Goulash is a stew or soup of meat and vegetables usually seasoned with paprika and other spices. It originates from medieval Hungary but is one of the national dishes of the country even today.
National Geographic collected the best places to eat this Hungarian national dish both in its home country and in the UK.
Located in the old Jewish Quarter, Gettó Gulyás serves classic dishes in offbeat surroundings (corrugated iron-clad walls, antique knickknacks). The goulash is an ‘alföldi’ version, so it contains a mix of root vegetables as well as meat, and you will also find a long list of stews, including a rich ox cheek pörköltek with buttered barley. You should leave room for the Gundel palacsinta (walnut pancakes), as well. The price is moderate, 1,300 HUF (EUR 4) per portion.
Culinary couple Tamás Széll and Szabina Szulló gained their first Michelin star this year for fine dining restaurant Stand, but at their more casual outpost, Stand25, you will find dishes — including the signature goulash soup — at a fraction of the price. Located in the Downtown Market, Stand25 has an open-plan kitchen dishing up modern twists on local dishes. Try the Mangalica pork pate. A two-course lunch with goulash costs only 5,500 HUF (EUR 17).
Part of a chic boutique hotel in the historic centre, this restaurant is one of the city’s oldest. On the menu are local favourites such as cottage cheese noodles, catfish with paprika and székely goulash (meat stew with Hungarian sauerkraut). A bowl of classic goulash soup with csipetke will set you back a modest 2,180 HUF (EUR 7), and for another 1,490 HUF (EUR 5) you can wash it down with some Fóti Zwickl, a local, unfiltered craft lager.
Kollázs is an upmarket, leather-and-polished-brass type of place, within the art nouveau Four Seasons Hotel Gresham Palace. On the lunch menu, alongside other traditional dishes such as chicken paprikash and cottage cheese dumplings, you will find a goulash spiked with root veg and csipetke, for 3,800 HUF (EUR 13). Or, if you visit for dinner, try it as a starter.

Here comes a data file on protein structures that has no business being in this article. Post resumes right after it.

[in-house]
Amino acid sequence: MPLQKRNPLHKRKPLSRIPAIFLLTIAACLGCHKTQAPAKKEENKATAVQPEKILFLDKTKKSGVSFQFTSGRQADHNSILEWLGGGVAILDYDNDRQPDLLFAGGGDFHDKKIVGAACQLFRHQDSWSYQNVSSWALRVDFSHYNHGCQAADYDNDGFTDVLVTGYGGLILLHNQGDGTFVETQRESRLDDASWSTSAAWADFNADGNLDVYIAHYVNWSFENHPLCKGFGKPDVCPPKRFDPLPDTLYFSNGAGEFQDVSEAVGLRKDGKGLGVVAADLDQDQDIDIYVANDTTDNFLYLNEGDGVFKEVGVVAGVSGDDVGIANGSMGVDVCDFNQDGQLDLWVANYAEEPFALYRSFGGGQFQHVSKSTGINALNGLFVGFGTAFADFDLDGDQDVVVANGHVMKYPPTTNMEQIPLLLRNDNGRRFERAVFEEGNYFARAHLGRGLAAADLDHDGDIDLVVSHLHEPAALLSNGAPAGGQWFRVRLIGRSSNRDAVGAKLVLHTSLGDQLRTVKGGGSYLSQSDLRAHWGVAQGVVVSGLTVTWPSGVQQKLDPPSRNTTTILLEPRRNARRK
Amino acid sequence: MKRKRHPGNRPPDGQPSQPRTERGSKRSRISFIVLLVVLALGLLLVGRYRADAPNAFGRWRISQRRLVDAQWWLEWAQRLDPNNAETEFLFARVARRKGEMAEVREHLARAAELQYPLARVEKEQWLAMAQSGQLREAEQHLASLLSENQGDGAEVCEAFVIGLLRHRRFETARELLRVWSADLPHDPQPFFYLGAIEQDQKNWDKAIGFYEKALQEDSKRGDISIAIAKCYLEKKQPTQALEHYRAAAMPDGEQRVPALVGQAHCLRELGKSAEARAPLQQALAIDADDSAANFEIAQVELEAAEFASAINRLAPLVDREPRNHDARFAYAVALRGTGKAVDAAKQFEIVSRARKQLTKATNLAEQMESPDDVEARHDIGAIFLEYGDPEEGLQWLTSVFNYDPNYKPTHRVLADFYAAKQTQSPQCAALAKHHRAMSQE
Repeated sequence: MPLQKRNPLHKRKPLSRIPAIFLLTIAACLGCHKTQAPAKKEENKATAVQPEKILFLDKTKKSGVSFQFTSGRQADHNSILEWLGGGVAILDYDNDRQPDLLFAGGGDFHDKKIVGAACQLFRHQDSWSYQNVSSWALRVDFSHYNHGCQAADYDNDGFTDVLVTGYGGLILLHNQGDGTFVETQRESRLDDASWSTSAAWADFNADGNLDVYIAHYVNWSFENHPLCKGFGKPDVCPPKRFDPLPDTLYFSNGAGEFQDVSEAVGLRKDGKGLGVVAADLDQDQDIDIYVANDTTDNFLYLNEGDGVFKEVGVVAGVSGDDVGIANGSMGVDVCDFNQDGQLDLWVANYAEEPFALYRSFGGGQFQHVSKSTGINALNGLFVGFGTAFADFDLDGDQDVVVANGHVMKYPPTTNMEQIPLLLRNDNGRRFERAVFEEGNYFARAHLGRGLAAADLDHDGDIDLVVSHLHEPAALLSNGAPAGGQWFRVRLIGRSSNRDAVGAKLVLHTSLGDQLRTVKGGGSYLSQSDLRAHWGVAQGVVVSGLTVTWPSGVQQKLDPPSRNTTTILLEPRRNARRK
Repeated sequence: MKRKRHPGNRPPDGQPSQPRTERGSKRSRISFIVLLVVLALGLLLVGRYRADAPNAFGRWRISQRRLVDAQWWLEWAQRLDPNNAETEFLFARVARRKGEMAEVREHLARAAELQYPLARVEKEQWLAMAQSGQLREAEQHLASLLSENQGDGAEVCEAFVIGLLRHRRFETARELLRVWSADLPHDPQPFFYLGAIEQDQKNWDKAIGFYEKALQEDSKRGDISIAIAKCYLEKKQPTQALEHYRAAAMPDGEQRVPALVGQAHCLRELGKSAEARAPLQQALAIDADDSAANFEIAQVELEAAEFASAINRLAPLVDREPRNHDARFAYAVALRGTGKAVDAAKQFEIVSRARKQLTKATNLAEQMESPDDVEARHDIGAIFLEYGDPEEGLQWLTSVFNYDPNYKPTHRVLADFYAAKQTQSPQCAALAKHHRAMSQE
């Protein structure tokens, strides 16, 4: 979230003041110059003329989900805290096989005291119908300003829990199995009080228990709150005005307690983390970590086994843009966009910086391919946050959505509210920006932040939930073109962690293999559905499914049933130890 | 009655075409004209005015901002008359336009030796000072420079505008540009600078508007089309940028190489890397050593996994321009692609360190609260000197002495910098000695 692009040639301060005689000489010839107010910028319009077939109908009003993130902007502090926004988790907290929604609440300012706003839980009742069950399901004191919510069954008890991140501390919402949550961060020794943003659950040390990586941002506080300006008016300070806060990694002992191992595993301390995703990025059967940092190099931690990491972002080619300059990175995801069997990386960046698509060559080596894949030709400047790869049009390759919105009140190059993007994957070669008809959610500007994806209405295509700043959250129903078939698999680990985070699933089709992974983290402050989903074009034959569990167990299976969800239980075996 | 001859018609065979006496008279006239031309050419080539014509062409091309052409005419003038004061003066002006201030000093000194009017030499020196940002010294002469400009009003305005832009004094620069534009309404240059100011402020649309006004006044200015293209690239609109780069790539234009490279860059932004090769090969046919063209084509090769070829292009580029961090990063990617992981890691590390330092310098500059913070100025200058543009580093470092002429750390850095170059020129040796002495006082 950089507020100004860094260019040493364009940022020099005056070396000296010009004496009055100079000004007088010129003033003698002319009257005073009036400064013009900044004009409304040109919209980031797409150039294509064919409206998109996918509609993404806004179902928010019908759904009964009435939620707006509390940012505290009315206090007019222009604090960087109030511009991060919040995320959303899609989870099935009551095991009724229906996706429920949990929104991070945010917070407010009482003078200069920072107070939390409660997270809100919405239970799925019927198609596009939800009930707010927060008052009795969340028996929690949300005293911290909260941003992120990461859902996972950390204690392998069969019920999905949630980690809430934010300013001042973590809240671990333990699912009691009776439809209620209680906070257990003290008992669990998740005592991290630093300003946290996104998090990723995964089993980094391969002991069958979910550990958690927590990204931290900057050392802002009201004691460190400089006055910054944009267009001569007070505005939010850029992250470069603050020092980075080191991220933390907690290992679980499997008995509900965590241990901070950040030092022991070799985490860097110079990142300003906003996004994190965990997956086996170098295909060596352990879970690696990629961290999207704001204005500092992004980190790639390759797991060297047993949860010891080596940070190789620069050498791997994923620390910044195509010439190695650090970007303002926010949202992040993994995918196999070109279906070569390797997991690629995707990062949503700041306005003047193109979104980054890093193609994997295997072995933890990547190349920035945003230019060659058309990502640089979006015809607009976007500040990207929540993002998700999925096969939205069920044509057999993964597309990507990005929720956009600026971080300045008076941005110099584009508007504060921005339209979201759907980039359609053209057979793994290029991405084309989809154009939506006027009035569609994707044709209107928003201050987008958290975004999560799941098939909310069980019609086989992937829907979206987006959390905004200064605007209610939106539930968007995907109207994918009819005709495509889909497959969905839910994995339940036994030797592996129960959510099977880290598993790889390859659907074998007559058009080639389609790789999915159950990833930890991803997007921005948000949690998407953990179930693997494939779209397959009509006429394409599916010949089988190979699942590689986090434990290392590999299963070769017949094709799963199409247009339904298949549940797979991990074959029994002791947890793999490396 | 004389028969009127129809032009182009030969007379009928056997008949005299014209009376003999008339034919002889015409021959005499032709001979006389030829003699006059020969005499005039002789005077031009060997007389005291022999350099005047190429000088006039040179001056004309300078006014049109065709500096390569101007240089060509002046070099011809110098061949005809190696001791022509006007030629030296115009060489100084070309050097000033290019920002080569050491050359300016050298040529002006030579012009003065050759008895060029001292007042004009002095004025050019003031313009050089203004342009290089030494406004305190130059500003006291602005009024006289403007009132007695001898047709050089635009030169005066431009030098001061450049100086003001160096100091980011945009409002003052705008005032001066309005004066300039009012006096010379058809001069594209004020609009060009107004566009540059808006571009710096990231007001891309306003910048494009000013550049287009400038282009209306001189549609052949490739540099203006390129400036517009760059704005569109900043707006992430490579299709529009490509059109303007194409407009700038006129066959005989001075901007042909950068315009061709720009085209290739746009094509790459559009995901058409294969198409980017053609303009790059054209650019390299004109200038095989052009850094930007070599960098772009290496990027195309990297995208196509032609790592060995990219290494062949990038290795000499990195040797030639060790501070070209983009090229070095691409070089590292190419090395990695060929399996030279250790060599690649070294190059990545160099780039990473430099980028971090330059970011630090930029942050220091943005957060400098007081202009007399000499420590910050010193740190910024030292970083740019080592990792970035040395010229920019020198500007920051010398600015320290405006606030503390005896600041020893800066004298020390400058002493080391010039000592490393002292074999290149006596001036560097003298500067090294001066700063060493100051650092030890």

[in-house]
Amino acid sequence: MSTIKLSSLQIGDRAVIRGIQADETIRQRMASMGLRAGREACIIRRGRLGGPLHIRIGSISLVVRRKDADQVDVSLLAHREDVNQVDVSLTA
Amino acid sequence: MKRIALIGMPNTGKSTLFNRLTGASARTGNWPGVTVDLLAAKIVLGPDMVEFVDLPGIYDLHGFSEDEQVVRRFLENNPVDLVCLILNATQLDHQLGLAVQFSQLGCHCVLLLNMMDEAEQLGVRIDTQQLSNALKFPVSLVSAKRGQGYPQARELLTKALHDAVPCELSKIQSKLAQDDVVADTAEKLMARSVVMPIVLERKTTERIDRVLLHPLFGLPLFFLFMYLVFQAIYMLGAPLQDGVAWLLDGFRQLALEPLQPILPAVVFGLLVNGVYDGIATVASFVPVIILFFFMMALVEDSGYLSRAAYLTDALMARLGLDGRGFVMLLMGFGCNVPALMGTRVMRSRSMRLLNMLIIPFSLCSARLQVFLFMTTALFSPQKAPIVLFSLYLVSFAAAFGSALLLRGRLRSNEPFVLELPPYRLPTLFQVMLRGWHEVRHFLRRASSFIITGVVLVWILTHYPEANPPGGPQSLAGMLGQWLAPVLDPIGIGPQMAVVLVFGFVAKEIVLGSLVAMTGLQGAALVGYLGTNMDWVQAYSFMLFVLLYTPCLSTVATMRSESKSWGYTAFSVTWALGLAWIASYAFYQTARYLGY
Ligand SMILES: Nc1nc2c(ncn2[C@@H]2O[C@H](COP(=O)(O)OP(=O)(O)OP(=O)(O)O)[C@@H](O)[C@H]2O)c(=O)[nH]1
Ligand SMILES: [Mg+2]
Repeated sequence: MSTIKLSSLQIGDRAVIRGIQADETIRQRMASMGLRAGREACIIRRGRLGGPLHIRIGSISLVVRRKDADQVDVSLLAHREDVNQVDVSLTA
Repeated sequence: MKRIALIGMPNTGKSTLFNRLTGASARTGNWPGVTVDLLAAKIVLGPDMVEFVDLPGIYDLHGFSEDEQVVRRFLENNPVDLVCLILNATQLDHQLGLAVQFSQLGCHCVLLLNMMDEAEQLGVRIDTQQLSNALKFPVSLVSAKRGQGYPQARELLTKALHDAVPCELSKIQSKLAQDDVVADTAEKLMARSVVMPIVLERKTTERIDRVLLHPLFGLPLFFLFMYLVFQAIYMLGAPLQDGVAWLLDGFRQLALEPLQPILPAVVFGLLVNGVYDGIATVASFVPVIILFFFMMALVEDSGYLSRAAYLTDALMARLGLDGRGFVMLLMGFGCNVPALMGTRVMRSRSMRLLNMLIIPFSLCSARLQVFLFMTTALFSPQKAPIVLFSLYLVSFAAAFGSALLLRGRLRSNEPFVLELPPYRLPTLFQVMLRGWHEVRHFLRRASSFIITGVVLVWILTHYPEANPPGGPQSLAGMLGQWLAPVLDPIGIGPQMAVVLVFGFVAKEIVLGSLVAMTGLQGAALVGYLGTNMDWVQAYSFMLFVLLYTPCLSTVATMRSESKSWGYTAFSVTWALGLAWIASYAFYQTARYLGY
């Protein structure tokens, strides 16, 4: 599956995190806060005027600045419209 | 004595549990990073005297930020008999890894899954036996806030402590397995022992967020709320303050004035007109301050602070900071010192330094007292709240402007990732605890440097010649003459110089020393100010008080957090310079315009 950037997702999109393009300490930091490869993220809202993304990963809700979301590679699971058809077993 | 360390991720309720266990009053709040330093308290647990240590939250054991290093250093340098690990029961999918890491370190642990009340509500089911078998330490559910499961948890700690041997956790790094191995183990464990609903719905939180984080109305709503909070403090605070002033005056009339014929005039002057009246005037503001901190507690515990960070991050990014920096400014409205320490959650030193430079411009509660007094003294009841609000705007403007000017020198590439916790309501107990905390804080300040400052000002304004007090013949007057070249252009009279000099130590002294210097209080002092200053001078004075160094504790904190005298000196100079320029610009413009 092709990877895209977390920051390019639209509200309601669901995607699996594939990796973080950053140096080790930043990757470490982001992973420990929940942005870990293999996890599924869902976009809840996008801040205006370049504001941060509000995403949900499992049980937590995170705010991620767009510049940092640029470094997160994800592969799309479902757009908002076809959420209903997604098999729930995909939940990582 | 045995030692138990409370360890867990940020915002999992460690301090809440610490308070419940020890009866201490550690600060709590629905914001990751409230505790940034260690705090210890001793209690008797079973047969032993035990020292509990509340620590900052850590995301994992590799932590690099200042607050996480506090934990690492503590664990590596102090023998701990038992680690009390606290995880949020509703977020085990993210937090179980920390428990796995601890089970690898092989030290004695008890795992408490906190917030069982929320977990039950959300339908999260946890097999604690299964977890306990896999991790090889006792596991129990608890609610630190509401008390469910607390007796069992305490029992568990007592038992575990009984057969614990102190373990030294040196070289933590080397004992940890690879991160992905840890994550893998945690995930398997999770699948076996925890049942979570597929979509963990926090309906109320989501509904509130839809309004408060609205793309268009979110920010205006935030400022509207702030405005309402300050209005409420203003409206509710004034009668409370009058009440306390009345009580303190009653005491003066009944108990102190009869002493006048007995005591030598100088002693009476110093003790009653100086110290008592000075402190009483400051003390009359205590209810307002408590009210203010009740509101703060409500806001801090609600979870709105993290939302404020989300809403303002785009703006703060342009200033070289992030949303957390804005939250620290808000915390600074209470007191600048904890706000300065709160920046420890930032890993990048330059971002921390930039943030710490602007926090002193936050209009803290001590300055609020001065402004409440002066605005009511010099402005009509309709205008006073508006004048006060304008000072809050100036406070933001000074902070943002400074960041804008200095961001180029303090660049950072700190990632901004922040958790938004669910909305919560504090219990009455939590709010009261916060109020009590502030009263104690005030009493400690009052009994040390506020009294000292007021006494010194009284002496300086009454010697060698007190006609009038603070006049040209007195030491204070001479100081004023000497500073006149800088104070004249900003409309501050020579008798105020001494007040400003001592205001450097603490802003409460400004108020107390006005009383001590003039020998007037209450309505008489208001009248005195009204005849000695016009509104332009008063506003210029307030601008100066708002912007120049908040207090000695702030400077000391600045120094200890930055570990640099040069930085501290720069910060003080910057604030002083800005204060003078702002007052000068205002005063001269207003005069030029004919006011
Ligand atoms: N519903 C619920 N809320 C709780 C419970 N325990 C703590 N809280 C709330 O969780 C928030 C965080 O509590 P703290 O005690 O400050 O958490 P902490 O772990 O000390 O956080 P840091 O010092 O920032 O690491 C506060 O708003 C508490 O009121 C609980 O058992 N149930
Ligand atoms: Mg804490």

When Soho’s Gay Hussar closed last summer, it left The Rosemary as the sole Hungarian restaurant in the capital. With an abundance of plants and an arched glass roof, this place in New Cross has plenty of character — and the food stands out too. Everything is organic, with many ingredients sourced from the owners’ farm in Kent. The menu winds round the full repertoire of Hungarian cooking, but the goulash, one of four soups, is typically copious and authentic (£8.60).
This West End bistro recently reopened after a kitchen refurbishment, does a great line in Hungarian comfort food. The menu features high-cholesterol hits such as a Liptauer cheese, pork crackling spread and goose liver paté. Popular street food lángos, a deep-fried flatbread, comes with garlic, sour cream, cheese and a choice of toppings. As for the goulash, there are four different types (beef, pork, chicken and bean) lurking among a lengthy list of stews (£10.50-£11.50).
The menu at this laid-back daytime dining spot draws on various influences, from Mexican to Middle Eastern, and it’s only when you get to the section marked ‘hot dishes’ that you get a sense of owners Dora, Timi and Krisztian’s Hungarian origins. The goulash, priced at £10.25, is the real deal and is served with a hearty hunk of sourdough bread.
Paprika is a cheap and cheerful neighbourhood diner that attracts a crowd of Hungarian émigrés. Alongside an all-day breakfast, sandwiches and burgers, there’s also a shortlist of Hungarian dishes. Goulash comes with meatballs and marrow, beef or beans (£5.95).
Want to prepare goulash at home? HERE and HERE you can find the recipe to prepare the perfect goulash. We wrote HERE about the best places in Budapest where you can experience traditional Hungarian dishes.